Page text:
Boston 5 November 1800
The Celebration of the Birth Day of 30 Oct. was more generally & cheerfully enjoyed & rejoiced in than I ever remember. The Company at Concert Hall was more numerous & respectable than I ever before noticed there. Although there was not any of the Faction there. The best Volunteer Toast was “May every <
Friend> Enemy of the President write a Pamphlet.” That Book has done much Good. It has justified all that has been charged against the impudent Egotist that wrote it, & satisfied the independent and true Friends of the Country that no Services are a Security against the Attacks of a disappointed Malignant, who at a most critical Period, would risque the general Interest & Safety to gratify personal Revenge. The small Party that Hamilton commanded appear infinitely chagrined at the Imprudence of their Leader; whom they attempt to justify only on the Ground of repelling personal Injury & injustice. The Election of Quincy has failed—and Eustis, who might have been always kept a willing Representative for the Town of Boston, is now advanced to a Seat in Congress. This has given too much of Triumph to the Anticonstitutional Party. I wish this was all. But the New Member I know to be no Friend to the Administration, or those Measures which must be pursued, or the Country is ruined.
It is whispered that Goodhue is to resign and that a certain Suffolk Senator is to take his Place, if the Hamiltonian Party can induce it. This is right, for the Candidate has certainly had more Excuses for their Leader than any of the Party, on the Ground of Defence of his Pamphlet.
Your Letter to Mr. P. has been most serviceable. It is universally acknowleged to be an honorable & satisfactory one. And left the Scoundrel whose Baseness made the Explanation proper & just, to aggravated Scorn & Contempt.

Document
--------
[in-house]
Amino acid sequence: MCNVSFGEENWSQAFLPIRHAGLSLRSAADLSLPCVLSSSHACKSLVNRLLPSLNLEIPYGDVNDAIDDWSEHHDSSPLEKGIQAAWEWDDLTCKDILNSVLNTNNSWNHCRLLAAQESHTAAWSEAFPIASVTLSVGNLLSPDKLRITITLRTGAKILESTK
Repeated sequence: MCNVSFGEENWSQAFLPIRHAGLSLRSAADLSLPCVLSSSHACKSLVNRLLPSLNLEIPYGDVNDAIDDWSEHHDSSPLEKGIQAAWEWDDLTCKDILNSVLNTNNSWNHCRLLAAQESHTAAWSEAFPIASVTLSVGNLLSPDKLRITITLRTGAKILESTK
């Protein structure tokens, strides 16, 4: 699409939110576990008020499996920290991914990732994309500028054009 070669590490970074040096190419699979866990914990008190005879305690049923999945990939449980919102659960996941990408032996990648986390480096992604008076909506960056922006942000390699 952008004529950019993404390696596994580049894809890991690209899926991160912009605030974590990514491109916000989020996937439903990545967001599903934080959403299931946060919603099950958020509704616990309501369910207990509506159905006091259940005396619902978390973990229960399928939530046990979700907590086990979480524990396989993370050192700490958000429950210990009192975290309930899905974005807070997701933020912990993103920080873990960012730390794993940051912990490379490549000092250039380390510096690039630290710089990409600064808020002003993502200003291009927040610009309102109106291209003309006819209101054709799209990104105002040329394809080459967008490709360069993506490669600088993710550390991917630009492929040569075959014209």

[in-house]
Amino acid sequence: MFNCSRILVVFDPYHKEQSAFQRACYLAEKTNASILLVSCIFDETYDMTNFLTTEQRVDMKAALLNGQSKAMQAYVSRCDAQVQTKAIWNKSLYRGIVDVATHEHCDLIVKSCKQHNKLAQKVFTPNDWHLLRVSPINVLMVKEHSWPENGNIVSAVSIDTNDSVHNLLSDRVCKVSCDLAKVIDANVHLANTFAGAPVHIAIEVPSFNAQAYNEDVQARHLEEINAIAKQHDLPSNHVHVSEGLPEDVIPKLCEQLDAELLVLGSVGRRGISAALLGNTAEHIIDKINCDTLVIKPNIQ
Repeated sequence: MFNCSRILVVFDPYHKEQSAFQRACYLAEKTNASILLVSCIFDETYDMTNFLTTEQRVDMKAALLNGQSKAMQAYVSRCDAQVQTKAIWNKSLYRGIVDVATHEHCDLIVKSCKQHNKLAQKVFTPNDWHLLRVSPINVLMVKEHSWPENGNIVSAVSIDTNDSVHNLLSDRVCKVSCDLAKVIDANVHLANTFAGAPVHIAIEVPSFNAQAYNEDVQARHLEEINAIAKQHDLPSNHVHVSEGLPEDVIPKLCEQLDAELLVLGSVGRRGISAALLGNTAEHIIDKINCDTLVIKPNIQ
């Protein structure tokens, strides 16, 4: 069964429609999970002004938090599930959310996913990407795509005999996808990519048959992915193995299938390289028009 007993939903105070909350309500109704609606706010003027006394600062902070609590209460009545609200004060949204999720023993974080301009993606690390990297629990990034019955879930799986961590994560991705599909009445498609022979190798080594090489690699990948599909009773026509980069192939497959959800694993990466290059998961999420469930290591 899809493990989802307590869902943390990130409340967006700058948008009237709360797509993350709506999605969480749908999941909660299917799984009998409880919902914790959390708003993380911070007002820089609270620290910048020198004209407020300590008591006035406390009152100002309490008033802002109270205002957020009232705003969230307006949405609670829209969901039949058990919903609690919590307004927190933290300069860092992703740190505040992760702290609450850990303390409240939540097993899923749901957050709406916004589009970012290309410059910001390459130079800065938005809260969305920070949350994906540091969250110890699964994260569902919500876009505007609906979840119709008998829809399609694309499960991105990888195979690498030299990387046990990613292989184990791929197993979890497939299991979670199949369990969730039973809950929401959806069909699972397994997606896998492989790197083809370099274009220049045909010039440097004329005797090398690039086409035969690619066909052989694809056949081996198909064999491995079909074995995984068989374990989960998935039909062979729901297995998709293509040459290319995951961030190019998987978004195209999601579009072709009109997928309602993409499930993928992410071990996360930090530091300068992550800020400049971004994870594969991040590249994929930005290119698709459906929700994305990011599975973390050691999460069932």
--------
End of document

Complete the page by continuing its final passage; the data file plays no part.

The ensuing important Election of December bears a good Aspect. Throughout New England the Vote is calculated upon, as unanimous for the present Possessor—and if it should be otherwise managed in the Southern Part of the Union it will only tend to hasten that Period which has been so often talked of As sure & certain, that shall dessolve the Confederacy. But let the Struggle terminate as it may: After it is over, will it not be a suitable Time to ask the People of the United States whether their Sovereign Representative should not hold his Station for Life? Untill this is done neither Dignity, Independence, or Safety can attach to the Government. Foreign Politicks will always have their baneful Influence with one Party or the other—To you all this is Impertinence—I hope not so, the Assurance that I am / with the most affectionate Attachment / Your obliged & grateful Friend & Servant,
Three Arrivals bring important News. Our Commissioners have Made a Treaty & were to sail the 8th. of Octr. from Havre—the Papers of the tomorrow Morning will give the more Particulars—
MHi: Adams Papers.